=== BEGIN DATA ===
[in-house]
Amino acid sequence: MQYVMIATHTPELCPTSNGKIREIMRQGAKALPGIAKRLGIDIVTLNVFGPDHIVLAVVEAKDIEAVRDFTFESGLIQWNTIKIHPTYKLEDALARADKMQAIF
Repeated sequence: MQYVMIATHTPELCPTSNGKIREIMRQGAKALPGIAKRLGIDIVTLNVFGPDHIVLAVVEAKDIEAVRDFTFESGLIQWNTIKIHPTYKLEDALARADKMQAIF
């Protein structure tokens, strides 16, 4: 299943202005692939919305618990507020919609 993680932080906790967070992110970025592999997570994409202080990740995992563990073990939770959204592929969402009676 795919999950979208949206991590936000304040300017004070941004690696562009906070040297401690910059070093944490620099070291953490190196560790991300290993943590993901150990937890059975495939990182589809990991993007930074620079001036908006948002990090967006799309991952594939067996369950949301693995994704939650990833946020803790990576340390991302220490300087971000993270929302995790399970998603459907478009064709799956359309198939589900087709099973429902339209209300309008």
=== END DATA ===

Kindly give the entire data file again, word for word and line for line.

[in-house]
Amino acid sequence: MQYVMIATHTPELCPTSNGKIREIMRQGAKALPGIAKRLGIDIVTLNVFGPDHIVLAVVEAKDIEAVRDFTFESGLIQWNTIKIHPTYKLEDALARADKMQAIF
Repeated sequence: MQYVMIATHTPELCPTSNGKIREIMRQGAKALPGIAKRLGIDIVTLNVFGPDHIVLAVVEAKDIEAVRDFTFESGLIQWNTIKIHPTYKLEDALARADKMQAIF
């Protein structure tokens, strides 16, 4: 299943202005692939919305618990507020919609 993680932080906790967070992110970025592999997570994409202080990740995992563990073990939770959204592929969402009676 795919999950979208949206991590936000304040300017004070941004690696562009906070040297401690910059070093944490620099070291953490190196560790991300290993943590993901150990937890059975495939990182589809990991993007930074620079001036908006948002990090967006799309991952594939067996369950949301693995994704939650990833946020803790990576340390991302220490300087971000993270929302995790399970998603459907478009064709799956359309198939589900087709099973429902339209209300309008």